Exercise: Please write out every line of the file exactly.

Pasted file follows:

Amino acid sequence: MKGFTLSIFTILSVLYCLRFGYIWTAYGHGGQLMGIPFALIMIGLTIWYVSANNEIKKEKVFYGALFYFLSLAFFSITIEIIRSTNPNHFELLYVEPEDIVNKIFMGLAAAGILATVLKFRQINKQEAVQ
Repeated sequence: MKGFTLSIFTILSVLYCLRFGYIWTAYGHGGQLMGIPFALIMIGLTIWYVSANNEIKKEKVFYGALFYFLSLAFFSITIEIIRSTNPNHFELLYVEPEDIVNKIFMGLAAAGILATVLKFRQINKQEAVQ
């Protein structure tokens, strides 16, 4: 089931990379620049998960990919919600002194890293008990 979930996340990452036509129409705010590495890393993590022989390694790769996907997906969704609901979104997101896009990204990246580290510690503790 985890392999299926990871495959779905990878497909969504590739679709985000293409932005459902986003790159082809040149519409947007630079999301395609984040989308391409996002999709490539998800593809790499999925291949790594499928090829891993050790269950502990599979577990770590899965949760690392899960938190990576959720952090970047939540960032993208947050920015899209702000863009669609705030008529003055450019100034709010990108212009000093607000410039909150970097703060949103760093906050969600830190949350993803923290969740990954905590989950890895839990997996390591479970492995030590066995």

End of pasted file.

Amino acid sequence: MKGFTLSIFTILSVLYCLRFGYIWTAYGHGGQLMGIPFALIMIGLTIWYVSANNEIKKEKVFYGALFYFLSLAFFSITIEIIRSTNPNHFELLYVEPEDIVNKIFMGLAAAGILATVLKFRQINKQEAVQ
Repeated sequence: MKGFTLSIFTILSVLYCLRFGYIWTAYGHGGQLMGIPFALIMIGLTIWYVSANNEIKKEKVFYGALFYFLSLAFFSITIEIIRSTNPNHFELLYVEPEDIVNKIFMGLAAAGILATVLKFRQINKQEAVQ
């Protein structure tokens, strides 16, 4: 089931990379620049998960990919919600002194890293008990 979930996340990452036509129409705010590495890393993590022989390694790769996907997906969704609901979104997101896009990204990246580290510690503790 985890392999299926990871495959779905990878497909969504590739679709985000293409932005459902986003790159082809040149519409947007630079999301395609984040989308391409996002999709490539998800593809790499999925291949790594499928090829891993050790269950502990599979577990770590899965949760690392899960938190990576959720952090970047939540960032993208947050920015899209702000863009669609705030008529003055450019100034709010990108212009000093607000410039909150970097703060949103760093906050969600830190949350993803923290969740990954905590989950890895839990997996390591479970492995030590066995």